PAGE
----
All things being equal, the last reality check is to make sure your client machine is communicating with the server host. You can quickly test whether a TCP/IP client can reach the server, using the ping command in the command shell, as follows:
ping server_name // substituting the name you entered in the hosts file
If the connection is good and everything is properly configured, you should see something like this:
Press Ctrl+C to stop the ping responses.
If ping Fails
If you get something like this:
Bad IP address hotchicken
then your host name file entry for the server_name (in this example, hotchicken) may be missing or spelled incorrectly. For example, all identifiers on Linux/UNIX are casesensitive. Another cause might be simply that your server machine’s host name has not been configured.
If you see this:
Request timed out
it means that the IP address referred to in your host name file cannot be found in the subnet. Check that
Problems with Events
Although each client connects with the server through a single pipe, Firebird events —a callback mechanism that can channel event notifications back to clients from triggers and stored procedures —uses random available ports. On static, self-contained networks without internal firewalls, this usually causes no problems. On networks where there are multiple subnets, dynamic IP addressing, and tightly configured firewalls, the event channels can fail.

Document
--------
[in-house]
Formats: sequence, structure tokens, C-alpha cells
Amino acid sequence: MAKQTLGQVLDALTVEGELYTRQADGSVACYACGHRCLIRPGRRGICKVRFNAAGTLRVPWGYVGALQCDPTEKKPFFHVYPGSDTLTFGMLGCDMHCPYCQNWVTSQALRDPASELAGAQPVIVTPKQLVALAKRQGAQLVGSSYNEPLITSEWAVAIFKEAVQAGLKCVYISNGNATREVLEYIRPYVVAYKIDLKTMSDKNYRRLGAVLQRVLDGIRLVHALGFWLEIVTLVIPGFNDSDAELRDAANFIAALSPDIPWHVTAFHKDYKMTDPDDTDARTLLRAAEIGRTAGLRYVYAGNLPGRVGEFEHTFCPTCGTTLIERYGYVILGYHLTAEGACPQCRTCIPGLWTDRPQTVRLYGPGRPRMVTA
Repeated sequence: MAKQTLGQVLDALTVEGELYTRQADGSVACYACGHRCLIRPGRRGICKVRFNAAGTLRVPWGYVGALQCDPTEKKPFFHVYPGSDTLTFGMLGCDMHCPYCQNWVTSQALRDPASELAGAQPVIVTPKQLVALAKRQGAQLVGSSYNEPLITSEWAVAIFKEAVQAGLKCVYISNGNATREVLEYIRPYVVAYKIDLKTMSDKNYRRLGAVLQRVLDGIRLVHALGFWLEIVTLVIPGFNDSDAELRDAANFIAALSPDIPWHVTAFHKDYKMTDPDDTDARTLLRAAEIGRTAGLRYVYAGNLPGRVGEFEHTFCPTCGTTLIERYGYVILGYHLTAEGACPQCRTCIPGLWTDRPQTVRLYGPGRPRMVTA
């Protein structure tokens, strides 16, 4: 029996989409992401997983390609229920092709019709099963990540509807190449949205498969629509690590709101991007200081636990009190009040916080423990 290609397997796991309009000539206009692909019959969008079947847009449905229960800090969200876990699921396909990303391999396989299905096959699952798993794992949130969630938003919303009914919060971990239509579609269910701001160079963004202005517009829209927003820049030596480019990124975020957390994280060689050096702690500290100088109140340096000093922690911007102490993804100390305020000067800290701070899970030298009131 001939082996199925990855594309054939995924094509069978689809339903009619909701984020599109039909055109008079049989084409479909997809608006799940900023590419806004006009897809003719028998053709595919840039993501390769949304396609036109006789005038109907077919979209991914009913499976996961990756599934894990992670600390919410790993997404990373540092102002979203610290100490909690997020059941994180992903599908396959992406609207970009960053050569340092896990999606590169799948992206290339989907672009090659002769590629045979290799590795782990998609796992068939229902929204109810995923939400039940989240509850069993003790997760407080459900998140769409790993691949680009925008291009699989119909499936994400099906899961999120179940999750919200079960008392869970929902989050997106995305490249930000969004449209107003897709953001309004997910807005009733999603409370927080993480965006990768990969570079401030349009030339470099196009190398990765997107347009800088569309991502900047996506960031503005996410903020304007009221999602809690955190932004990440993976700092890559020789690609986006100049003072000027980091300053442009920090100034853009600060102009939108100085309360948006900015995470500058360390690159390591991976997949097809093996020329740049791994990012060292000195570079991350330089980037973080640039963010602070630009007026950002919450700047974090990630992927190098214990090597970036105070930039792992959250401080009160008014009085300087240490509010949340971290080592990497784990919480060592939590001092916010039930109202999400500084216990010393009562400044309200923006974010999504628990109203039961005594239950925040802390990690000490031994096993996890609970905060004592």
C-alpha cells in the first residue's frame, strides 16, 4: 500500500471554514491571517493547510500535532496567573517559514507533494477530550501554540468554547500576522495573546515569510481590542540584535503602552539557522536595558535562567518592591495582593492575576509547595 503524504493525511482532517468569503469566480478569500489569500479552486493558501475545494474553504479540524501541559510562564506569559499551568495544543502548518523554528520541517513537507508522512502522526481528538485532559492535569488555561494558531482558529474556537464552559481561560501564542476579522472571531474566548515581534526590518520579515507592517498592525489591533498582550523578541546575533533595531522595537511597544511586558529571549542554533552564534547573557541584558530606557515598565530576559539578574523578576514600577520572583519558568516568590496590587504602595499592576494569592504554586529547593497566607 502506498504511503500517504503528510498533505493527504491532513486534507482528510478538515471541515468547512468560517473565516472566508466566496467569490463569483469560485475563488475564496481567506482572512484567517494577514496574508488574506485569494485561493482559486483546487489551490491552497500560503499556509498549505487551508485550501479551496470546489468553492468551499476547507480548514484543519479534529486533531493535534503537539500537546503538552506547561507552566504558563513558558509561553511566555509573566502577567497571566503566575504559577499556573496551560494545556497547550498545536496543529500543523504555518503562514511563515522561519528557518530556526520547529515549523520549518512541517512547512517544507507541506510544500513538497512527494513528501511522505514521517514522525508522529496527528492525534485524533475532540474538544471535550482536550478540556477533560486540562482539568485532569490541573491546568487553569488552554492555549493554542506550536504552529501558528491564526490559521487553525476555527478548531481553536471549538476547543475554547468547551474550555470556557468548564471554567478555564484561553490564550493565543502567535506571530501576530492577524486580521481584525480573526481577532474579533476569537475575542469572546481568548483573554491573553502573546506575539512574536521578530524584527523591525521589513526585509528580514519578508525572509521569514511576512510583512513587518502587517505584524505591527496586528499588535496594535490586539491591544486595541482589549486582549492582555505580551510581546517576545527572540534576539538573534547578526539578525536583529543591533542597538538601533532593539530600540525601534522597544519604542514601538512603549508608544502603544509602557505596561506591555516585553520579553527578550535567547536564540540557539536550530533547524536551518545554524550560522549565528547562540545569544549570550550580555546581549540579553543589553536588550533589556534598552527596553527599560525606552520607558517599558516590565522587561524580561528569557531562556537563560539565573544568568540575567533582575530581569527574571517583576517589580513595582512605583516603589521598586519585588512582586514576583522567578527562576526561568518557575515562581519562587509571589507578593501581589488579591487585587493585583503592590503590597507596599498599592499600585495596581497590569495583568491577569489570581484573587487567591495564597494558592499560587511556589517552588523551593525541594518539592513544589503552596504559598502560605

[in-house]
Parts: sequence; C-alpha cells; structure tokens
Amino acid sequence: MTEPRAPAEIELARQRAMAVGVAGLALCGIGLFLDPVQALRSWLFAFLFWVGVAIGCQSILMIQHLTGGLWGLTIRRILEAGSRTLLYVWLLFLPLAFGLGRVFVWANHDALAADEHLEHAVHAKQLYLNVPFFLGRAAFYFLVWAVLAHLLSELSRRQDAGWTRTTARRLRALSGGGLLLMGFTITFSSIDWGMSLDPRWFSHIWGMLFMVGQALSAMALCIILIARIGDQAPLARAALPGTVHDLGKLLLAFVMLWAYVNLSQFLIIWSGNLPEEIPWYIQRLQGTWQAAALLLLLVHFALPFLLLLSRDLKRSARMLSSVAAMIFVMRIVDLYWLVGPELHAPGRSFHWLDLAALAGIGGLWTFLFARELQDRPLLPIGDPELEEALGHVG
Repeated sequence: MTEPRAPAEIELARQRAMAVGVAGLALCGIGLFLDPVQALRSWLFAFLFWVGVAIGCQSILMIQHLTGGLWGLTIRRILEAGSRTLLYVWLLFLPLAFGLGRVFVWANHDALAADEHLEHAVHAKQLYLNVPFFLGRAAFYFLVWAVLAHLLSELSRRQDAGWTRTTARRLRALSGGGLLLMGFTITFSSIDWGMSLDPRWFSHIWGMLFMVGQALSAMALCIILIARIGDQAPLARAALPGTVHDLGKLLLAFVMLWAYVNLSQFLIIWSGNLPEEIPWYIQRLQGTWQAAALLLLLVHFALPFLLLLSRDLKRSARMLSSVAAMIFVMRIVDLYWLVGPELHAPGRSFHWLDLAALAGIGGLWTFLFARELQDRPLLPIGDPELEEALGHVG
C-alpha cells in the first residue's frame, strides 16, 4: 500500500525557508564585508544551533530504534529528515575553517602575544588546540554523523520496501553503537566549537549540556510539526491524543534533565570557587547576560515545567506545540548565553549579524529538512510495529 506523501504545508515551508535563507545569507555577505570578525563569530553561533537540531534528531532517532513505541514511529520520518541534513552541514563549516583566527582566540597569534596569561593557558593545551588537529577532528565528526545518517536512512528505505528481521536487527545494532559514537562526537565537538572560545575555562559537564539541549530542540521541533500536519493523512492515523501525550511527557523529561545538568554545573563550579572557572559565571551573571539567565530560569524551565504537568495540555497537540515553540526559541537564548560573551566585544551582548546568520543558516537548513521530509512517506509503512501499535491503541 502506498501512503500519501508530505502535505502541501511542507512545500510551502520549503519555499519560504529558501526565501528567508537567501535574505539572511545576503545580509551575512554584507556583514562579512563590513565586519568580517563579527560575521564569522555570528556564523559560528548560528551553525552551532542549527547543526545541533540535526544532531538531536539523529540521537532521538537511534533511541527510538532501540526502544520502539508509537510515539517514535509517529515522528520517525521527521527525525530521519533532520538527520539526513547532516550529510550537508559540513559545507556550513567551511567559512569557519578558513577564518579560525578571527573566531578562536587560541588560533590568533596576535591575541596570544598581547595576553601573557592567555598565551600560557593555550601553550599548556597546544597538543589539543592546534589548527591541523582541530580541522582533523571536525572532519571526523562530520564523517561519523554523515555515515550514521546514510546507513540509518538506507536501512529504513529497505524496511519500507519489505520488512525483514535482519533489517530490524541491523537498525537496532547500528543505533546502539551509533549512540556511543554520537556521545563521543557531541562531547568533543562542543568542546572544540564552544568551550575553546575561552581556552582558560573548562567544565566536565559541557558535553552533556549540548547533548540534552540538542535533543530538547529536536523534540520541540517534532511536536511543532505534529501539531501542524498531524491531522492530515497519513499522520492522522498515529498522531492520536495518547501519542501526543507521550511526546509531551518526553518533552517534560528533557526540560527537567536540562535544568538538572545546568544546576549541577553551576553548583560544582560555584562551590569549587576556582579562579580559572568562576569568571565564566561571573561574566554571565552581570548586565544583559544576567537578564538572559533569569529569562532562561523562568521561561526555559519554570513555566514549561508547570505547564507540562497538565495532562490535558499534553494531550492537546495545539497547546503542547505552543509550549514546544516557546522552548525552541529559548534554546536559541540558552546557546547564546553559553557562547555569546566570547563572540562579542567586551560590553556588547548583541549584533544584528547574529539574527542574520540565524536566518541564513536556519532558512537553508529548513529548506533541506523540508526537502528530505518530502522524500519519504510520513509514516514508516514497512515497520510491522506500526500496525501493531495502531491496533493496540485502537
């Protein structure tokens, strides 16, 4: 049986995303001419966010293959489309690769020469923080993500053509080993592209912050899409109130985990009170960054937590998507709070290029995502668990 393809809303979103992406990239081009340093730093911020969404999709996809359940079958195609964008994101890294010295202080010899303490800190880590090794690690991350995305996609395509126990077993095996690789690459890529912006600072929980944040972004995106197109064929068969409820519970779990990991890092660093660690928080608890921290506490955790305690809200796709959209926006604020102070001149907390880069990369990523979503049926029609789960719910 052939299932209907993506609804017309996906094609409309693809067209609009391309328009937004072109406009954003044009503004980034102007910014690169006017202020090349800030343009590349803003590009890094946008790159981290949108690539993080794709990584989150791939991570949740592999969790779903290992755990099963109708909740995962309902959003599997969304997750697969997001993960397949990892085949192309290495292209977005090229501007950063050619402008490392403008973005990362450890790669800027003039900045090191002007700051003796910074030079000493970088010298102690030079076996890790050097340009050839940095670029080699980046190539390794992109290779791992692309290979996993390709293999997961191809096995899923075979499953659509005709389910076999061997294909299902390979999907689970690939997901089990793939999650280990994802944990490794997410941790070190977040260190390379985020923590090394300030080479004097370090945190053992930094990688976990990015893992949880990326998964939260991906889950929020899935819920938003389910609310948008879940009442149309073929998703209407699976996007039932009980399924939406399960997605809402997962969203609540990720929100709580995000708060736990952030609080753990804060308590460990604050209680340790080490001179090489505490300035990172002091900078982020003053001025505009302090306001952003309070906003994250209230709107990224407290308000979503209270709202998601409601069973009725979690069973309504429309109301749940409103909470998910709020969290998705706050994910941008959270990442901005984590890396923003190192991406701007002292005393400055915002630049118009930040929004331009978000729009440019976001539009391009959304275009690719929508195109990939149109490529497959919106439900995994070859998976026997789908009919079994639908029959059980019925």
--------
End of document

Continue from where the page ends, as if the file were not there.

In Firebird 1.0.x, your network administrator needs to configure some way to ensure that a port is available that is always free, open, and static. It can be solved in one way or another on most networks.
Firebird 1.5 simplified matters and made it possible to configure an IP address in the network explicitly for events traffic. Use the firebird.conf parameter Remote AuxPort to set statically the IP address of an interface (card, router, gateway, etc.) that is available for event routing.
For more information about Firebird events, refer to Chapter Error Handling and Events.
Firebird Related Interview Questions
|RDBMS Interview Questions||MySQL Interview Questions|
|Linux Interview Questions||Mac OS X Deployment Interview Questions|
|Windows Administration Interview Questions||Windows Server 2003 Interview Questions|
|SQL Interview Questions||NoSQL Interview Questions|
|Advanced C++ Interview Questions|
Introduction To Client/server Architecture
About Firebird Data Types
Date And Time Types
Blobs And Arrays
From Drawing Board To Database
Creating And Maintaining A Database
Firebird’s Sql Language
Expressions And Predicates
Querying Multiple Tables
Ordered And Aggregated Sets
Overview Of Firebird Transactions In
Programming With Transactions
Introduction To Firebird Programming
Developing Psql Modules
Error Handling And Events
Security In The Operating Environment
Configuration And Special Features
Interactive Sql Utility (isql)
Database Backup And Restore (gbak)
Housekeeping Tool (gfix)
Understanding The Lock Manager
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